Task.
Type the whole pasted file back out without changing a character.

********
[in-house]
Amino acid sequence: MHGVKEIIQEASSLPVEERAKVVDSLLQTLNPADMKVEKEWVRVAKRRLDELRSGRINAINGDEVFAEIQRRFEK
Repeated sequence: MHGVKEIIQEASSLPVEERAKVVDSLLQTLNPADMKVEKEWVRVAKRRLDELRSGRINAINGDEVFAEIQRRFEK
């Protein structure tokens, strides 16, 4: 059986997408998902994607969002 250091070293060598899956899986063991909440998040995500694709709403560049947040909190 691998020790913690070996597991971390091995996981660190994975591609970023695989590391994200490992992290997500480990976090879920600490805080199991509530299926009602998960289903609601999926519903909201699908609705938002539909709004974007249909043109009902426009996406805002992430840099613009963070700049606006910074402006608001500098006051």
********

[in-house]
Amino acid sequence: MHGVKEIIQEASSLPVEERAKVVDSLLQTLNPADMKVEKEWVRVAKRRLDELRSGRINAINGDEVFAEIQRRFEK
Repeated sequence: MHGVKEIIQEASSLPVEERAKVVDSLLQTLNPADMKVEKEWVRVAKRRLDELRSGRINAINGDEVFAEIQRRFEK
């Protein structure tokens, strides 16, 4: 059986997408998902994607969002 250091070293060598899956899986063991909440998040995500694709709403560049947040909190 691998020790913690070996597991971390091995996981660190994975591609970023695989590391994200490992992290997500480990976090879920600490805080199991509530299926009602998960289903609601999926519903909201699908609705938002539909709004974007249909043109009902426009996406805002992430840099613009963070700049606006910074402006608001500098006051």